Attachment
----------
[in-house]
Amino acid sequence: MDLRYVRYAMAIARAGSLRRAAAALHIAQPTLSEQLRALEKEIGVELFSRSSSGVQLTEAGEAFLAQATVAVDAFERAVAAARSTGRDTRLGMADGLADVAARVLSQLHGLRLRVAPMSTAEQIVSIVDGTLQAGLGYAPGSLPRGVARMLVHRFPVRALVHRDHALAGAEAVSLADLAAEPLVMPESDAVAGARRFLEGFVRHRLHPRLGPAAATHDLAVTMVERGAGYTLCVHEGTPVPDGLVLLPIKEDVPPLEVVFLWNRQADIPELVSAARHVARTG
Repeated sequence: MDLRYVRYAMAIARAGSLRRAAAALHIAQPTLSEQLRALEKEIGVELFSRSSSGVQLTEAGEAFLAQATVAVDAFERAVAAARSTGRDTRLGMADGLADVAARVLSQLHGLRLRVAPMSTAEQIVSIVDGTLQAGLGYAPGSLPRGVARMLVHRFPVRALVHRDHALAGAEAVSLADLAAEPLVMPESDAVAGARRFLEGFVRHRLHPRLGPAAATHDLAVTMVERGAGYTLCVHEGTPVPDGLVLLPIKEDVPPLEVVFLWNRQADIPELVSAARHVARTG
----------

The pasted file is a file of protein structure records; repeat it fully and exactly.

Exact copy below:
[in-house]
Amino acid sequence: MDLRYVRYAMAIARAGSLRRAAAALHIAQPTLSEQLRALEKEIGVELFSRSSSGVQLTEAGEAFLAQATVAVDAFERAVAAARSTGRDTRLGMADGLADVAARVLSQLHGLRLRVAPMSTAEQIVSIVDGTLQAGLGYAPGSLPRGVARMLVHRFPVRALVHRDHALAGAEAVSLADLAAEPLVMPESDAVAGARRFLEGFVRHRLHPRLGPAAATHDLAVTMVERGAGYTLCVHEGTPVPDGLVLLPIKEDVPPLEVVFLWNRQADIPELVSAARHVARTG
Repeated sequence: MDLRYVRYAMAIARAGSLRRAAAALHIAQPTLSEQLRALEKEIGVELFSRSSSGVQLTEAGEAFLAQATVAVDAFERAVAAARSTGRDTRLGMADGLADVAARVLSQLHGLRLRVAPMSTAEQIVSIVDGTLQAGLGYAPGSLPRGVARMLVHRFPVRALVHRDHALAGAEAVSLADLAAEPLVMPESDAVAGARRFLEGFVRHRLHPRLGPAAATHDLAVTMVERGAGYTLCVHEGTPVPDGLVLLPIKEDVPPLEVVFLWNRQADIPELVSAARHVARTG